We were recently at the park after almost a week of being stuck indoors. The weather has been gloomy and cold so we’ve been indoors. Once I saw that the sun was trying to make its way through the clouds, I scooped the kids up and took them to the park.
As I was settling W on a blanket I had placed on the grass, O began tugging on my arm to walk around and search for pinecones. I don’t know what it is about pinecones but he loves to examine and collect them. With O getting older, I’m starting to notice that he is much more independent and beginning to want to explore on his own. I’ve realized that I like encouraging him to try things on his own too. It could be a combination of the fact that W has the majority of my attention nowadays as he is much more mobile. I quickly looked around and realized that we were the only people at the park, so I smiled at him reassuringly, and told him to go ahead to search for pinecones.
I was still smiling to myself as I watched him slowly make his way towards were most of the pinecones seem to be. He looked back and I once again reassured him that it was okay to go on his own. After he found the pinecones, he was smiling to himself as he gathered them, calling back to me from time to time.
Running back with the pinecones he gathered, he was laughing gleefully to himself, and calling out “Mama, mama, look!” I could see the happiness and look of accomplishment all over his face. He was so proud that he gathered them himself and even more so happy that I was smiling back at him.
I definitely don’t know if I’m doing this motherhood or parenthood thing right. I have moments where I want to hurriedly help him but hold myself back to watch him figure things out on his own. I’ve been trying to make sure that he understands that I’m still nearby to help him but that he can try to do certain things on his own.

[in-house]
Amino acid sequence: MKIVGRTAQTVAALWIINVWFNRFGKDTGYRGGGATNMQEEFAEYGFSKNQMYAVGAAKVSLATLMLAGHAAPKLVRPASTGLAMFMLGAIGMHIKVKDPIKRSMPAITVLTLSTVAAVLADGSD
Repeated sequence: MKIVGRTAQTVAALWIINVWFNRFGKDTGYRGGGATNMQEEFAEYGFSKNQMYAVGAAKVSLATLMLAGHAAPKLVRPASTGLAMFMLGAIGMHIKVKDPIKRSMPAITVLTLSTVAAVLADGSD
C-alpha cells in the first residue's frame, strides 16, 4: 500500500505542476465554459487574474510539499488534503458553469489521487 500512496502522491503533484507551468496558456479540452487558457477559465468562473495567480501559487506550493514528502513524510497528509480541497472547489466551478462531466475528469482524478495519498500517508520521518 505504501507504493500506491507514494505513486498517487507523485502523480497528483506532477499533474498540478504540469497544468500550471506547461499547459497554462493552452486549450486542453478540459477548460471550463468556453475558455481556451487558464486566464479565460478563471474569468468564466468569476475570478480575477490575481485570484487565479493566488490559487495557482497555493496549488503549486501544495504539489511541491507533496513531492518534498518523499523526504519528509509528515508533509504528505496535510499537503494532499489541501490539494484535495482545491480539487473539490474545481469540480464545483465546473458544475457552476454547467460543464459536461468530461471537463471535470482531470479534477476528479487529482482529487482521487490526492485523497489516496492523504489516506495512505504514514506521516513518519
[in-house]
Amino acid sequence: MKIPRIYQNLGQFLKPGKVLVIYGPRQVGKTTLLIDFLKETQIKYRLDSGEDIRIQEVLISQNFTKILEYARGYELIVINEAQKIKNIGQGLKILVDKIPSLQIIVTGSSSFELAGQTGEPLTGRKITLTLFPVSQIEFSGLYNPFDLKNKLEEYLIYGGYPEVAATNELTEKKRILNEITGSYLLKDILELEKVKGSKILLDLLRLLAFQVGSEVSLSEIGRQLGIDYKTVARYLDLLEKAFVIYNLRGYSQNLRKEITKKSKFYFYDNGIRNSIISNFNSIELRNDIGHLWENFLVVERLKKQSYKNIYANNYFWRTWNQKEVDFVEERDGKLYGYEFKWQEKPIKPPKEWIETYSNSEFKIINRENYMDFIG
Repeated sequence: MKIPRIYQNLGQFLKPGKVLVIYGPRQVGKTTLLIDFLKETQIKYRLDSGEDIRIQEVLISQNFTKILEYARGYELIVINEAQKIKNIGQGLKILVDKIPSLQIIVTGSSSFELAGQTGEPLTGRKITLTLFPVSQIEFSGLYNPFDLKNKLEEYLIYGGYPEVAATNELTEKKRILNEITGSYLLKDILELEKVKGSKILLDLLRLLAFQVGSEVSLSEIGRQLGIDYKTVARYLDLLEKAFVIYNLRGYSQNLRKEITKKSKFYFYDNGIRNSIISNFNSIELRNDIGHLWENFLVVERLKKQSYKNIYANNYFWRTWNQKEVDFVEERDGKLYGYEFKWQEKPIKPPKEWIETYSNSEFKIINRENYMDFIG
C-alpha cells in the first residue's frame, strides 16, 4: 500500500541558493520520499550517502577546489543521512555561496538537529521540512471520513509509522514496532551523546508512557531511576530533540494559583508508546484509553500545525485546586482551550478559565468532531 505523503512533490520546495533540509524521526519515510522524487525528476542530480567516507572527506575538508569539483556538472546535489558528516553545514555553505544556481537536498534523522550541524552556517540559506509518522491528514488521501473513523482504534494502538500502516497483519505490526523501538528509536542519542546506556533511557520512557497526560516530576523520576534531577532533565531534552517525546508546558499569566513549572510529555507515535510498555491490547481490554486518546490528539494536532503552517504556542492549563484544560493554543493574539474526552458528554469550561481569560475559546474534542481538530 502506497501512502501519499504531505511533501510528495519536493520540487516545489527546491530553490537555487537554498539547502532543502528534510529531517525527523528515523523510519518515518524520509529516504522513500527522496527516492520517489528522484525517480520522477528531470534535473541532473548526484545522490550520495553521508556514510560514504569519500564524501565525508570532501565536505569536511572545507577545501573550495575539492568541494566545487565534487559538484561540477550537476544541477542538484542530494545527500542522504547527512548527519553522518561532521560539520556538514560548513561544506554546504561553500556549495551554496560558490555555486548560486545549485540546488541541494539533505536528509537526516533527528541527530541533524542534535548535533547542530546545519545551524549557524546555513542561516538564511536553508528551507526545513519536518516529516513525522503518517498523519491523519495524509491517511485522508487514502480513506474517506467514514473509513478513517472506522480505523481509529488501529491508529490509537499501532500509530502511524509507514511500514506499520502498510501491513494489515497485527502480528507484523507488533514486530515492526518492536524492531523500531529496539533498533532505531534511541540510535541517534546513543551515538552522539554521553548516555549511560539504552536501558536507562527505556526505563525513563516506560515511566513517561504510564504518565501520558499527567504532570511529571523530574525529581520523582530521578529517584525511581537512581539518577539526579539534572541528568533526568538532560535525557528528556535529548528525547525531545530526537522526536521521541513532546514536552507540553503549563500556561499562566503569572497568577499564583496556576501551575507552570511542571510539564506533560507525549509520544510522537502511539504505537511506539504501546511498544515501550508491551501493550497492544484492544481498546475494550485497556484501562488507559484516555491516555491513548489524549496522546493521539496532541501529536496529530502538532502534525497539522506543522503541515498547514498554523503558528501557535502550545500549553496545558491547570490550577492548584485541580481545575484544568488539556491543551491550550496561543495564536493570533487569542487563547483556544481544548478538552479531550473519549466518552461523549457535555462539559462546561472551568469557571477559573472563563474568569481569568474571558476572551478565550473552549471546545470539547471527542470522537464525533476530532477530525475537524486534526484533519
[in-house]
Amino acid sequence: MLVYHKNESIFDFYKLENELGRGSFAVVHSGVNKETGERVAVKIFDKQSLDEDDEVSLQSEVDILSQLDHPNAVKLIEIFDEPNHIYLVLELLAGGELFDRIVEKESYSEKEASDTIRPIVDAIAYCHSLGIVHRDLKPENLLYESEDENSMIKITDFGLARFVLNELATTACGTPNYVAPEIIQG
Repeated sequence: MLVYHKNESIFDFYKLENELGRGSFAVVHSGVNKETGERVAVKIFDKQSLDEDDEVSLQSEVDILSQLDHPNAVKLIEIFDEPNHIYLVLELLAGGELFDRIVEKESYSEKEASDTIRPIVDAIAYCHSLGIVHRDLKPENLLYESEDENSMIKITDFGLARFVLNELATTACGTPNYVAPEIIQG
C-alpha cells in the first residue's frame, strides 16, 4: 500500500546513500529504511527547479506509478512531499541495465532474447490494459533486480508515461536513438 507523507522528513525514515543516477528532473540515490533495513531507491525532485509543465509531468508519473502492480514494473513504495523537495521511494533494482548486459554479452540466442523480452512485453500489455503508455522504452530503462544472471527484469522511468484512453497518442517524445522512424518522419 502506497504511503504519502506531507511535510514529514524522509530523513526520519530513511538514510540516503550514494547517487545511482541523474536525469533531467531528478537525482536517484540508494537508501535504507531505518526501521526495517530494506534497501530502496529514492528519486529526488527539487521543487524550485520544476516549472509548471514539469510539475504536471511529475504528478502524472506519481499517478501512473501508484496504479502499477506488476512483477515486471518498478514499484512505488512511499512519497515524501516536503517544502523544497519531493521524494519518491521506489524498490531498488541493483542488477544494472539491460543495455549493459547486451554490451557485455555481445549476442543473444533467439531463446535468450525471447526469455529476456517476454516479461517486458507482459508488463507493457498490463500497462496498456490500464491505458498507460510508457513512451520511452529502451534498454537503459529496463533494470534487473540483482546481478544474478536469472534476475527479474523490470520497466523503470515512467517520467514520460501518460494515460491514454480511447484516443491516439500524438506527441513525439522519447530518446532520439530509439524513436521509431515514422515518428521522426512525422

I know that in the future, holding myself back will be more difficult. The situations and experiences he’ll be facing may not be full of happy moments. I’m scared of the experiences he will face that will give him the feeling of disappointment, the feeling of loss, helplessness, and maybe anger. I know those types of experiences will teach him such valuable lessons but it doesn’t make it easier for me. One of the things I can do, even starting now, is to show him that no matter what I will be there for him. Happy, sad, or disappointing time in his life – I will be there for him. I may be doing motherhood from afar at times but I’m always ready to celebrate with him when he accomplishes something or open my arms wide to comfort him during the harder times.
“O,” my eldest, has been testing my motherhood balancing skills. I’ve noticed over the past couple of weeks that he has been acting more “babyish” than usual. The few months prior to W being born, we had progressed with potty training, him being able to help dress himself, and ultimately him being a little more independent.
As of late, my husband and I have noticed:
He pretend falls and either pretends to cry or says “uh oh.”
Drops down to crawl places.